Fujitsu Digital Annealer’s quantum acceleration

Fujitsu's Digital Annealer Unit (Image: Fujitsu)

Second gen closes gap to quantum world



Read More:

8 March 2019 | 0

Fujitsu has said its second generation Digital Annealer has been enhanced with quantum acceleration and is ready to solve complex combinatorial optimisation problems.

The Digital Annealer is uses a digital circuit design inspired by quantum phenomena, resulting in a computational architecture that bridges the gap to the quantum world. Fujitsu says it paves the way for much faster, more efficient solving of business problems. The solution is designed to solve large-scale combinatorial optimisation problems which are unsolvable using today’s classical computers.

The maker says the Digital Annealer has the power to enable breakthroughs in areas such as optimising manufacturing processes, minimising traffic congestion and enabling financial services providers to align investment portfolios against ever-changing risk landscapes.




Powered by pioneering quantum-inspired technology, Fujitsu says the Digital Annealer delivers unprecedented disruptive new solutions including prioritising rollout locations for next-generation mobile networks to maximise customer uptake, drug discovery, and molecular simulations.

The power behind the Digital Annealer lies in Fujitsu’s Digital Annealing Unit (DAU). This is a processor that leverages innovations in ultra-high-density circuit integration and high-performance processing. The groundbreaking architecture is inspired, say the makers, by the key characteristics of quantum computing: superposition, quantum tunneling and entanglement, enabling the Digital Annealer to evaluate multiple potential options simultaneously – delivering lightning fast insights.

“Our ultimate aim,” said Dr Joseph Reger, Fujitsu fellow and chief technology officer CE and EMEIA, Fujitsu, “is to help customers and society as a whole to solve ever-larger and more complex challenges.”

“As Moore’s Law seems to slow down,” said Dr Reger, “here’s a compute deficit which is threatening to slow down the pace of progress. Fujitsu is addressing that with the Digital Annealer, which enables an entirely different approach to finding solutions, inspired by quantum computing’s simultaneous processing capabilities. The key difference to traditional computing is that the Digital Annealer can tackle complex combinatorial problems by comparing thousands of possible results at the same time, rather than in sequence.”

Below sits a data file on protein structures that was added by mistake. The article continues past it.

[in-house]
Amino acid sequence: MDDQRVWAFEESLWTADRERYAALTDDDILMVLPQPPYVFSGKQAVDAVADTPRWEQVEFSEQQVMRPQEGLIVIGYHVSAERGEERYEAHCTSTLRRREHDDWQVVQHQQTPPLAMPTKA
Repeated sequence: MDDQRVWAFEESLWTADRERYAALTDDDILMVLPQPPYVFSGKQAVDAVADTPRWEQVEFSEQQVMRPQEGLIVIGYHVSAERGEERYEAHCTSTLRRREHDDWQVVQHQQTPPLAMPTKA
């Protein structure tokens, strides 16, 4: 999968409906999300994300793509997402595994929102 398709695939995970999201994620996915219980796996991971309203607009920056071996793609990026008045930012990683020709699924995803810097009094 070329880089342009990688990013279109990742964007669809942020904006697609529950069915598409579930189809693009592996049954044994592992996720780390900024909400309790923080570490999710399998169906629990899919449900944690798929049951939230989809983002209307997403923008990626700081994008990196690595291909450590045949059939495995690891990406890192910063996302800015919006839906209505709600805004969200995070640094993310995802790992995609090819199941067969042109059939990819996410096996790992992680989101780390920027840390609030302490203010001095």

The Digital Annealer can be deployed as a cloud-hosted or on-premises service solution, as required. It integrates seamlessly into standard data centre operating environments, without the need for complex infrastructure required by regular quantum computers, said Fujitsu, which are energy-intensive and need expensive cooling systems running at near absolute-zero temperature.

The Digital Annealer processes information in the manner in which quantum computers are expected to operate in the future. It can take samples of very large data sets, extrapolate from them and apply complex operations simultaneously to reduce billions of possibilities down to usable answers in seconds.

Fujitsu gives an example of a business application is for a bank to optimise a delivery round of money to ATM cashpoint machines, prioritised by amount. The Fujitsu Digital Annealer can instantly work out which ATMs a particular driver should visit, calculate the optimal route to take, while simultaneously suggesting how much to deposit in each machine. The sheer number of permutations in such calculations would have meant that classical architectures and problem solving approaches would have meant months of processing time.

“With the availability of the second generation Digital Annealer,” said Dr Reger, “we are enabling customers to answer increasingly complex ‘what if?’ questions, by adding more variables and working at greater precision – to tackle problems that traditional computers simply cannot solve because of the exponential increase in the number of possible combinations. And unlike true quantum computing, which is still far from being commercially viable, since it is prohibitively expensive and requires cryogenic cooling, the benefits of the Digital Annealer are already available to organisations across all sectors today – whenever and however they want to disrupt, revolutionise, streamline, or simply optimise businesses processes.”

The Fujitsu Digital Annealer is available as-a-service on a subscription basis, including technical and consulting services, support and optional additional consultancy for solution development. It can be deployed as a cloud hosted or on-premises service. The second generation of Fujitsu’s Digital Annealer is available to customers for proof of concepts, with general availability scheduled for April 2019.

TechCentral Reporters

Read More:

Comments are closed.

Back to Top ↑